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Robert Mitchum's Struggles and Run-Ins with the Law — inside the Late Actor's Life

Bettina Dizon
Apr 12, 2020
03:00 P.M.

Robert Mitchum made himself known as a bad boy turned outlaw, yet managed to have a successful career in film, up until his death.

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Although he had several run-ins with the law, Robert Mitchum managed to bag an Oscar nomination for Best Supporting Actor for his role in “Story of G.I. Joe?”

He became known throughout the ‘40s and ‘50s for his “bad boy” image that seemed to attract both men and women.

In the ‘80s, he starred in “The Winds of War” and “War and Remembrance,” while his last on-screen appearance was in “James Dean: Race with Destiny.”

Robert Mitchum (1917 - 1997), circa 1945. | Source: Getty Images

Robert Mitchum (1917 - 1997), circa 1945. | Source: Getty Images

FIRST ENCOUNTER WITH AUTHORITIES

Mitchum lost his father at the age of two after a switching accident caused his death. His mother raised him and his siblings single-handedly.

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At the age of 14, the actor dropped out of school to work as a coal miner, laborer, aircraft assembler, and boxer, all round the country.

Jane Russell and Robert Mitchum in the film "Macau", 1952. | Source: Wikimedia Commons

Jane Russell and Robert Mitchum in the film "Macau", 1952. | Source: Wikimedia Commons

He was a free-spirited prankster and despised the authorities after several encounters with them. His first time in prison happened at the age of 15 when he was charged for vagrancy in Georgia.

As punishment, he was put on the chain gang for 180 days on Brown Farm but still managed to escape. Mitchum entered the Hollywood scene a bad boy and stayed that way until the end.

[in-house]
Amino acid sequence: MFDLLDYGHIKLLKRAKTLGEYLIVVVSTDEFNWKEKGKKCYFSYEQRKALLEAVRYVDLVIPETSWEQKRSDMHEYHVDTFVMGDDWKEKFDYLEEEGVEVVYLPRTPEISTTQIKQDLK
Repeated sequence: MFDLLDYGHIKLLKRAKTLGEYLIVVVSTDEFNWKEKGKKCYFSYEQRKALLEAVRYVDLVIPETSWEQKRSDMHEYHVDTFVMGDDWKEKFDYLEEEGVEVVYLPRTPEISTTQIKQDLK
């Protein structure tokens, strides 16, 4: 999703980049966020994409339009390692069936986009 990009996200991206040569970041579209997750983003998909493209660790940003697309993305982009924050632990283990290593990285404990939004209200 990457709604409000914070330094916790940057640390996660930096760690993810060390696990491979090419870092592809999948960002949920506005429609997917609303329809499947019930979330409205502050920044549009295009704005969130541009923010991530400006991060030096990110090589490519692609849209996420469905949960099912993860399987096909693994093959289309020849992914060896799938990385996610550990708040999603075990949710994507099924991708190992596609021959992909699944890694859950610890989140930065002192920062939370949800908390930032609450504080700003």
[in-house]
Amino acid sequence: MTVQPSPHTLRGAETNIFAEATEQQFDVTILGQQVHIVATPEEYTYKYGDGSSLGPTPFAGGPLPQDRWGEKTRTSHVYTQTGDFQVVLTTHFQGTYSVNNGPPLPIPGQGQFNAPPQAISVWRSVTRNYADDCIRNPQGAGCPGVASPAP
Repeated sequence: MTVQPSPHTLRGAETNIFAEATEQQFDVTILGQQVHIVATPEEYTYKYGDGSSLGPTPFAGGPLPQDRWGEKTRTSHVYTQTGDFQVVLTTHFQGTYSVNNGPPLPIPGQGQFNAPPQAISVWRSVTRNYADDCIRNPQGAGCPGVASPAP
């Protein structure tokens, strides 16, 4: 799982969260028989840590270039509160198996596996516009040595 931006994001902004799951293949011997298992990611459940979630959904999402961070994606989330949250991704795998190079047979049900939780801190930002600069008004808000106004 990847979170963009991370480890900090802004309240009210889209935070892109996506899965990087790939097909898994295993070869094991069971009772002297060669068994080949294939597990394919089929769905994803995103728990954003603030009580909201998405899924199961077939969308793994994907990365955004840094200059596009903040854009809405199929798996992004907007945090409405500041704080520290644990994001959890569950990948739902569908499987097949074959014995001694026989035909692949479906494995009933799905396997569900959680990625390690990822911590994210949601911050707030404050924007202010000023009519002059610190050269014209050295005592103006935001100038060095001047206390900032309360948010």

Robert Mitchum in 1949. | Source: Wikimedia Commons

Robert Mitchum in 1949. | Source: Wikimedia Commons

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RUN INS WITH THE LAW

Mitchum got a job as a machine operator in Lockheed Aircraft Corporation after his wife gave birth to a baby boy. However, he didn’t last long after the stress gave him a nervous breakdown.

He instead worked as an extra in films until landing a good spot in “Thirty Seconds Over Tokyo” and signed with RKO Radio Pictures.

Robert Mitchum and Jane Greer in "Out of the Past" (1947). | Source: Wikimedia Commons

Robert Mitchum and Jane Greer in "Out of the Past" (1947). | Source: Wikimedia Commons

He suffered from lung cancer and emphysema prior to his passing.

In the ‘40s, with a career building, Mitchum was arrested for marijuana possession, which sent him behind bars for two months.

The charges were no doubt going to destroy his career, but with a powerful team behind him, it enhanced his rebellious image. When asked about his time in jail, he compared it to “Palm Springs without the riffraff.”

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Gloria Grahame and Robert Mitchum in the film "Macau", 1952. | Source: Wikimedia Commons

Gloria Grahame and Robert Mitchum in the film "Macau", 1952. | Source: Wikimedia Commons

In Lee Server’s biography of the actor, he detailed Mitchum’s final run-in with the law. The movie star was speeding when a cop pulled him over.

Mitchum pulled over, lit a cigarette, and asked if there were any witnesses. After the cop said they were the only ones at the scene, he got back in his car and sped away.

 Robert Mitchum at home reading with his two sons, James Mitchum and Christopher Mitchum. | Source: Wikimedia Commons

Robert Mitchum at home reading with his two sons, James Mitchum and Christopher Mitchum. | Source: Wikimedia Commons

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He was later issued a warrant of arrest on the accounts of resisting an officer, speeding, and hiding from authorities.’

THE LAST OF ROBERT MITCHUM

Mitchum died in 1997 at the age of 79, while asleep in his Santa Barbara, California home. He suffered from lung cancer and emphysema prior to his passing.

Robert Mitchum in Amsterdam Hilton for the film "The Amsterdam Kill," October 1, 1976. | Source: Wikimedia Commons

Robert Mitchum in Amsterdam Hilton for the film "The Amsterdam Kill," October 1, 1976. | Source: Wikimedia Commons

Through his over 100 films that included the genres of western and war, the actor left a legacy in the industry for a lifetime.

At the time of his death, Mitchum left his wife, two sons James and Christopher, a daughter Petrine, a brother John, and two sisters Julie and Carol.

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